Know the different kinds of domestic abuse

Know the different kinds of domestic abuse

Domestic violence, also referred to as interpersonal violence and intimate partner violence because it does not only happen in a domestic situation, is defined by the National Domestic Violence Hotline as a pattern of behaviors used by one partner to maintain power and control over another partner in an intimate relationship.

October is Domestic Violence Awareness Month, and Cindy Hartwig, executive director of women’s service at Advocate Lutheran General Hospital in Park Ridge, Ill., wants to raise awareness of interpersonal violence and provide resources for victims seeking help.

“Interpersonal violence can be physical or psychological and can affect anyone of any age, gender, race, religion, economic status, nationality or sexual orientation,” Hartwig says. “Statistics show that interpersonal violence impacts one in three women and one in four men, which is alarming.”

Types of abuse:

  • Sexual abuse is exploiting or forcing someone to engage in sexual behavior without informed consent and may involve both verbal and physical behavior.
  • Verbal abuse is using abusive language to embarrass or threaten the victim.
  • Economic abuse is using money to control and manipulate the victim. Often, it means limiting the victim’s access to shared funds, keeping financial secrets or providing them with an allowance.

How to determine if you are a victim of interpersonal violence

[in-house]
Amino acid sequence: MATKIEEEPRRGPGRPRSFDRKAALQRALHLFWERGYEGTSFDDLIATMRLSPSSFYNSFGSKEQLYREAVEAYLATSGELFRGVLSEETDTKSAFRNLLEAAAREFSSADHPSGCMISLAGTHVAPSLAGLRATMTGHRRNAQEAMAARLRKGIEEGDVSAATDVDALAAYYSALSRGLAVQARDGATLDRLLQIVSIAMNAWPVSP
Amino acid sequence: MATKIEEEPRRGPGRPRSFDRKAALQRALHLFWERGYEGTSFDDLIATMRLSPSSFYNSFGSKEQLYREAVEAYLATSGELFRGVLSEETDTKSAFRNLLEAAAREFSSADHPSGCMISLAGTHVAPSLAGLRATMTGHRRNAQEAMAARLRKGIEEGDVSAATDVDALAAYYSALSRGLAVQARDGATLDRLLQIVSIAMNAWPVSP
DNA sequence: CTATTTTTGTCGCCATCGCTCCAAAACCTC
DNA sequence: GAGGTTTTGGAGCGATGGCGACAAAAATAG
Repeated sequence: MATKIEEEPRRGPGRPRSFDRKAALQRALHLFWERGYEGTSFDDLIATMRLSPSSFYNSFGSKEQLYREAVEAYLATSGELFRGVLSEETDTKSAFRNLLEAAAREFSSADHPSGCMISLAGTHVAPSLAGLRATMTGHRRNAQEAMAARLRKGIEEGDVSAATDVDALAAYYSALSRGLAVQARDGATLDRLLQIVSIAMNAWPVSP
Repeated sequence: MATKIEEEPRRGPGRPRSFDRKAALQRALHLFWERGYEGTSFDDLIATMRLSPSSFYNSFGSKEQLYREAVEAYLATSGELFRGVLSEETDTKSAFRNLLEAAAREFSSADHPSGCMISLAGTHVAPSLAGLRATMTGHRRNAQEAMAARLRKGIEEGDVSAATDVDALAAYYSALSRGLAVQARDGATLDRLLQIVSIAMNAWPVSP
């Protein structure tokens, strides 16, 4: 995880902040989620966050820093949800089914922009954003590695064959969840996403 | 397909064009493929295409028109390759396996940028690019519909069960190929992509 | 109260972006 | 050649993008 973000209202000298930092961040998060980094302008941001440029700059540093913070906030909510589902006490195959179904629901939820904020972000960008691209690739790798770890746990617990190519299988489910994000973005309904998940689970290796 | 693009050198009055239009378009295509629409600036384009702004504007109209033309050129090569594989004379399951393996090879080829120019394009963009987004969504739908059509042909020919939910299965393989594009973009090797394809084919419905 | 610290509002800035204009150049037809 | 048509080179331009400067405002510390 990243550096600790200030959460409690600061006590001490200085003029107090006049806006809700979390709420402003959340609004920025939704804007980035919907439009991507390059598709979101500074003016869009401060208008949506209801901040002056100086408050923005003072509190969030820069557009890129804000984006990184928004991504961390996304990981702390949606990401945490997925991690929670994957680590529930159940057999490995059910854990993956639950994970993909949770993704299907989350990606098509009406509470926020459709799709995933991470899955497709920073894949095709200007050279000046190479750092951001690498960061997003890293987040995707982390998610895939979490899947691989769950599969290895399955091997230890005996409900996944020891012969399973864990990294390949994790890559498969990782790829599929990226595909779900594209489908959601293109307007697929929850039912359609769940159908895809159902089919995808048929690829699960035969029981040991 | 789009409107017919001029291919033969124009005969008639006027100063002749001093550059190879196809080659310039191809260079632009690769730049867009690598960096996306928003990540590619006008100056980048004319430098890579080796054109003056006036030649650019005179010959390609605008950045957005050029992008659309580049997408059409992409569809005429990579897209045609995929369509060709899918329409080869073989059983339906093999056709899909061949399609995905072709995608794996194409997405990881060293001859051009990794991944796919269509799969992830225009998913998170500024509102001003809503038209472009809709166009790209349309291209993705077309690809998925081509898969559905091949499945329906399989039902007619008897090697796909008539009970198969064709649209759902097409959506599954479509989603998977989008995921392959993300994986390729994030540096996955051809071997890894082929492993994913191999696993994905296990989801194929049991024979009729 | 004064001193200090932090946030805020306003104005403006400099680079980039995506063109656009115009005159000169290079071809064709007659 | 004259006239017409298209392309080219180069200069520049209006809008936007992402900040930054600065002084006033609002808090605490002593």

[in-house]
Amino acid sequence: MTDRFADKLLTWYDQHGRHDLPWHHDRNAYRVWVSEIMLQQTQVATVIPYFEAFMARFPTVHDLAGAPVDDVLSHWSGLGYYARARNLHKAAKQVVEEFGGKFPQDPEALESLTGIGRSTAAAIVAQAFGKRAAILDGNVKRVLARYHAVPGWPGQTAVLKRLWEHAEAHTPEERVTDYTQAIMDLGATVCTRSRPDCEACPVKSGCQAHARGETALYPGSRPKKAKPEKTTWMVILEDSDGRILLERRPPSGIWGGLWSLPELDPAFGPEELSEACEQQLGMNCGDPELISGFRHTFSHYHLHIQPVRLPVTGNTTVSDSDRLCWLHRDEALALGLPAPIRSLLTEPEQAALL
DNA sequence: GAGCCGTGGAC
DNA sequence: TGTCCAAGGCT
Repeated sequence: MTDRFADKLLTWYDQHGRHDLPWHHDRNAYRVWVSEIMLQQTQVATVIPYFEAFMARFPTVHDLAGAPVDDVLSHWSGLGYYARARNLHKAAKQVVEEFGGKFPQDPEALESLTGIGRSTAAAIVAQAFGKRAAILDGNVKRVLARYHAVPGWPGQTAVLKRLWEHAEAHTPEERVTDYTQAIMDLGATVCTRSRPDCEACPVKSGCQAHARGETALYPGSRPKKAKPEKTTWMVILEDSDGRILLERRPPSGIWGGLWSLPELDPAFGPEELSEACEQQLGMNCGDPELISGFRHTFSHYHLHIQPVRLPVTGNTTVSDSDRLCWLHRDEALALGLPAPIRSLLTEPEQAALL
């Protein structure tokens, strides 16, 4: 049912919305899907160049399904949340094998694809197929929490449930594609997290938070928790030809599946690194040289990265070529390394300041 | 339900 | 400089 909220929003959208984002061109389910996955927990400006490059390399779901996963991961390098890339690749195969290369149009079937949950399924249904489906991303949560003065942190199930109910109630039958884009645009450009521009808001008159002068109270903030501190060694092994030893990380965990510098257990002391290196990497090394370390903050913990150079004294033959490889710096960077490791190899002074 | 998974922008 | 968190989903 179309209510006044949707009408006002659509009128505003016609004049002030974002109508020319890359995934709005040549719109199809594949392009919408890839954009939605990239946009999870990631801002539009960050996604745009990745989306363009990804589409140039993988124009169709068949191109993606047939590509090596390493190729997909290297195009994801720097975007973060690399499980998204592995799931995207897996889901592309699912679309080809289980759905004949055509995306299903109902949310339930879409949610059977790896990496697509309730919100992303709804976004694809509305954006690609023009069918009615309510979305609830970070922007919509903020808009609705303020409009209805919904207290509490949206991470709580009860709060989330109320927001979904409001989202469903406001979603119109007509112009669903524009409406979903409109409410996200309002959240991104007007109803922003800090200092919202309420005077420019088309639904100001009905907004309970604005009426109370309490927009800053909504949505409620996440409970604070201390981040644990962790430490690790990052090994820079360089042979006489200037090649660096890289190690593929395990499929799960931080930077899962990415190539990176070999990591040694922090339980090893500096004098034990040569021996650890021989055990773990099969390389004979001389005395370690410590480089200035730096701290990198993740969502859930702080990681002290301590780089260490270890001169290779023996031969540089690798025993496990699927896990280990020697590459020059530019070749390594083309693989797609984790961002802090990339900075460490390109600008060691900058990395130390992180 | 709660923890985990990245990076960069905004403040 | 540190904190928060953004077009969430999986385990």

Does your partner or spouse:

  • Control what you do, who you talk to or where you go?
  • Push you, slap you, choke you or hit you?
  • Stop you from seeing your friends or family members?
  • Control the money in the relationship?
  • Tell you that you’re a bad parent or threaten to take away your children?
  • Prevent you from working or attending school?
  • Deny the abuse or tell you it’s your own fault?

The Illinois Domestic Violence Help Line (877-863-6338) offers victims a 24-hour crisis hotline, counseling, safety planning, legal advocacy, children’s services, temporary food and housing and education on domestic violence.

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About the Author

Neda Veselinovic
Neda Veselinovic

Neda Veselinovic, health enews contributor, is a public affairs coordinator at Advocate Lutheran General Hospital. She has more than five years of public relations experience and most recently worked with clients in the travel and hospitality industries. She prefers to spend her time with a cup of coffee and a good read and always welcomes book recommendations.